Prior to the founding of ICI, Sam Norouzi's father produced a Persian program for Télévision Ethnique du Québec (TEQ), a cable access channel that was the precursor to CJNT, which went on the air in 1997. CJNT was sold to Western International Communications (WIC) in 1999, and became owned by Canwest as a CH/E! station when Canwest bought WIC in 2001. Canwest in turn sold the station to Channel Zero in 2009. Over the years, the station's commitment to producing local ethnic programming declined. When it was owned by Channel Zero, it didn't produce any such programming at all.
Rogers Media announced it was purchasing CJNT on May 3, 2012, with plans to convert it into an owned-and-operated station of its Citytv television system. In the purchase application published on September 5, 2012, Rogers asked the CRTC for permission to convert CJNT from a multicultural to a full English-language station with programming and conditions of licence similar to the company's other Citytv stations. In exchange, Rogers proposed to support a new multicultural station, ICI (standing for International Channel/Canal International), whose application was made public for the first time on the same date. The CRTC heard both the application for the sale and conversion of CJNT and the application for ICI on November 7, 2012, and approved them on December 20, 2012. As promised, Rogers is supporting ICI with $1.07 million in funding as well as free access to 200 hours a year of programming from Rogers' ethnic Omni Television network. In addition, Channel Zero is offering the station a $1 million loan and free master control services for five years. The station turned on its transmitter for testing on August 21, 2013, and started programming on December 11, 2013, assuming CJNT's former role as Montreal's only multicultural station.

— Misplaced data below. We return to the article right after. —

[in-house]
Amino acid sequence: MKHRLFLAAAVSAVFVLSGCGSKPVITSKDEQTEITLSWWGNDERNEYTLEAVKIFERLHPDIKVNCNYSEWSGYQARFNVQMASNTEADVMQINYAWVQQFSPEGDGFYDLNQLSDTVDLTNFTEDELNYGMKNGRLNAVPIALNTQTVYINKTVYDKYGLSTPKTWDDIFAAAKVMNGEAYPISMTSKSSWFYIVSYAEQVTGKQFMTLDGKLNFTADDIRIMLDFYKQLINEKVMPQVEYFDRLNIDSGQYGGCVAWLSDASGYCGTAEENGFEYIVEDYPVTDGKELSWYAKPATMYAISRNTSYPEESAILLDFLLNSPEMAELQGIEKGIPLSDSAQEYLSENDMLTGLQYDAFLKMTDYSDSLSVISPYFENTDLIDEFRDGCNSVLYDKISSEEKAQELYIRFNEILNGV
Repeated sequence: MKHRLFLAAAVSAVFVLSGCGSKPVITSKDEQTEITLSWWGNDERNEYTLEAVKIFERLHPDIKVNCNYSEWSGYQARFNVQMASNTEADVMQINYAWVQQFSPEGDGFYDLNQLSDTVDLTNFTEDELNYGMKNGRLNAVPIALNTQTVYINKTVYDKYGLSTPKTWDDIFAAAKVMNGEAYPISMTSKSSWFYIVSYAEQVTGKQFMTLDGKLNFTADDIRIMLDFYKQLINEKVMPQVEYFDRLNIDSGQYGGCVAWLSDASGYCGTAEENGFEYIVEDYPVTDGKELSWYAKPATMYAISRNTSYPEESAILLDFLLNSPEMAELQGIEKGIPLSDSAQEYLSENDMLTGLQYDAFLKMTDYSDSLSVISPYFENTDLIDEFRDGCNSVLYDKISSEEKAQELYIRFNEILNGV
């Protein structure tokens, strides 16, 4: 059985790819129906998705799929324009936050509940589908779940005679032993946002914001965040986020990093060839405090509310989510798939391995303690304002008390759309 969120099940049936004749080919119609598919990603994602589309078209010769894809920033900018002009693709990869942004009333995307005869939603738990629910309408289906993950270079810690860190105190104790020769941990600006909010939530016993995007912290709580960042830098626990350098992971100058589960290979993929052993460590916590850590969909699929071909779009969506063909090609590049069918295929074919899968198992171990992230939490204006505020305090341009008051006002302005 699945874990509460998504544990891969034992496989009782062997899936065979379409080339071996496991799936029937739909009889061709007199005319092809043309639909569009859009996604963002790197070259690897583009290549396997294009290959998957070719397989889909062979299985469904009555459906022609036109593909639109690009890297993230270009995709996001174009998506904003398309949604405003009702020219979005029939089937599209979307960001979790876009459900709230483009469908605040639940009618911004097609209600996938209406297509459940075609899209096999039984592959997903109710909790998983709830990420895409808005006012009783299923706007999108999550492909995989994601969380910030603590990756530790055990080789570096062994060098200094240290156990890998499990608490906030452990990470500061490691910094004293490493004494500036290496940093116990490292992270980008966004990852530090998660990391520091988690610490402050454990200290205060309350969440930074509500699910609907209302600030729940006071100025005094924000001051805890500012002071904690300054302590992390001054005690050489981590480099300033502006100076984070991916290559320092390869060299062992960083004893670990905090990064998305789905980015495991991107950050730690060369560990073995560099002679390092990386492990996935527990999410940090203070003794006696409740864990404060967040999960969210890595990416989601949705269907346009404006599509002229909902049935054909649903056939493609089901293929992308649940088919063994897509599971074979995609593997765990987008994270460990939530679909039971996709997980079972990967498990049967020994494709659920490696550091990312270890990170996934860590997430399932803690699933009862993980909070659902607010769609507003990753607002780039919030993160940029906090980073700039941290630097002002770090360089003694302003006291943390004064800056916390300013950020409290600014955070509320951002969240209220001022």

The station's call letters were to be CFHG-DT, but this was changed to CFHD-DT prior to launch.
On March 25, 2013, the Canadian Broadcasting Corporation filed a lawsuit against Norouzi, requesting that the ICI trademark be expunged and the new station refrain from using ICI as its name. Its French arm, Radio-Canada, had registered a series of 31 trademarks surrounding the word "Ici", and ultimately announced plans in June 2013 to re-brand all of its media outlets under brands prefixed with Ici (such as "Ici Télé" for Télévision de Radio-Canada, but revised to "Ici Radio-Canada Télé" after widely publicized complaints). Norouzi's trademark application for "ICI" was submitted in August 2012 and registered in September 2012, prior to the submission of the station's license application with the CRTC, while Radio-Canada's "Ici"-related trademarks were registered the following month. However, the CBC argued that his trademark was invalid because the division had used the phrase "Ici Radio-Canada" as part of its imaging since the 1930's, and that Norouzi's trademark application improperly declared that he had begun using the name in commerce, even before the station was officially unveiled or licensed.
In response, Norouzi considered the lawsuit and the CBC's ability to assert a trademark over an adverb to be "ridiculous", and stated that he intends to retain the ICI name and fight the corporation in court.
The station is structured as a producers' co-operative, where producers of local ethnic shows buy airtime on the station and sell their own advertising. TEQ was operated in a similar way. The Norouzis believe this will work better than the commercial model employed at other ethnic stations in Canada because producers are closer to their communities and therefore best positioned to find advertisers. While the station's licence allows for it to air some non-ethnic programming, it airs an entirely ethnic lineup with most of it being locally produced. CFHD-DT airs programming in Italian, Greek, Arabic, Portuguese, Persian, Romanian, Mandarin, Cantonese, Russian, Hindi, Urdu, Spanish, French, English, Armenian, Polish and Creole. Programming is directed at the Italian, Lebanese, Egyptian, Algerian, Greek, Portuguese, Chinese, Russian, Romanian, Pakistani, Indian, Iranian, Haitian, Jewish, German, Ukrainian, Polish, Turkish and Filipino ethnic communities in Quebec.